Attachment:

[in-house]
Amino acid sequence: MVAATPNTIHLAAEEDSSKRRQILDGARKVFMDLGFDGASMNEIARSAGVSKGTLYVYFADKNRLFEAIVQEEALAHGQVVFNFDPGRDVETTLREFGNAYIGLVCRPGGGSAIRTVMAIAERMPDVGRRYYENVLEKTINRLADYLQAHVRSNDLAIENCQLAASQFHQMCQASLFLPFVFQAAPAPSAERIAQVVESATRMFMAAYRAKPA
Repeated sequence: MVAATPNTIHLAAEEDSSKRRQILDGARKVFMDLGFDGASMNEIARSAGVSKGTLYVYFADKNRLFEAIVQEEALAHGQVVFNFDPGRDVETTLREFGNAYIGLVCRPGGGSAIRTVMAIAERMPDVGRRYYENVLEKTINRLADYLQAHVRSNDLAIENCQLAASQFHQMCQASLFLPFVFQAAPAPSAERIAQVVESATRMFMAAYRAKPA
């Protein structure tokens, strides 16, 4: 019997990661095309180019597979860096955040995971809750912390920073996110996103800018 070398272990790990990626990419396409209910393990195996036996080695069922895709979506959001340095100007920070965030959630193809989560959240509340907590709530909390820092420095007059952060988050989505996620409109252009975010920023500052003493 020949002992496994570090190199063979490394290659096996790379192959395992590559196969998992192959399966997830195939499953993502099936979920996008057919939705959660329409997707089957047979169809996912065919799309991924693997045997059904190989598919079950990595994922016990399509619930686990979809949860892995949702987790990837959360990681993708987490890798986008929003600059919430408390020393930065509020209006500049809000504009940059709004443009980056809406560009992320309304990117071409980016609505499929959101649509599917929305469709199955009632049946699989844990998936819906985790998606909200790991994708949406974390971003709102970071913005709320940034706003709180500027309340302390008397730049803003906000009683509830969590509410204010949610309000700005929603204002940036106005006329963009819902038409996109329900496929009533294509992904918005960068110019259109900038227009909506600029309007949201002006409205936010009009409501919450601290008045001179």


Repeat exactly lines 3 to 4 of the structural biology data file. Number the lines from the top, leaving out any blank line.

Repeated sequence: MVAATPNTIHLAAEEDSSKRRQILDGARKVFMDLGFDGASMNEIARSAGVSKGTLYVYFADKNRLFEAIVQEEALAHGQVVFNFDPGRDVETTLREFGNAYIGLVCRPGGGSAIRTVMAIAERMPDVGRRYYENVLEKTINRLADYLQAHVRSNDLAIENCQLAASQFHQMCQASLFLPFVFQAAPAPSAERIAQVVESATRMFMAAYRAKPA
């Protein structure tokens, strides 16, 4: 019997990661095309180019597979860096955040995971809750912390920073996110996103800018 070398272990790990990626990419396409209910393990195996036996080695069922895709979506959001340095100007920070965030959630193809989560959240509340907590709530909390820092420095007059952060988050989505996620409109252009975010920023500052003493 020949002992496994570090190199063979490394290659096996790379192959395992590559196969998992192959399966997830195939499953993502099936979920996008057919939705959660329409997707089957047979169809996912065919799309991924693997045997059904190989598919079950990595994922016990399509619930686990979809949860892995949702987790990837959360990681993708987490890798986008929003600059919430408390020393930065509020209006500049809000504009940059709004443009980056809406560009992320309304990117071409980016609505499929959101649509599917929305469709199955009632049946699989844990998936819906985790998606909200790991994708949406974390971003709102970071913005709320940034706003709180500027309340302390008397730049803003906000009683509830969590509410204010949610309000700005929603204002940036106005006329963009819902038409996109329900496929009533294509992904918005960068110019259109900038227009909506600029309007949201002006409205936010009009409501919450601290008045001179």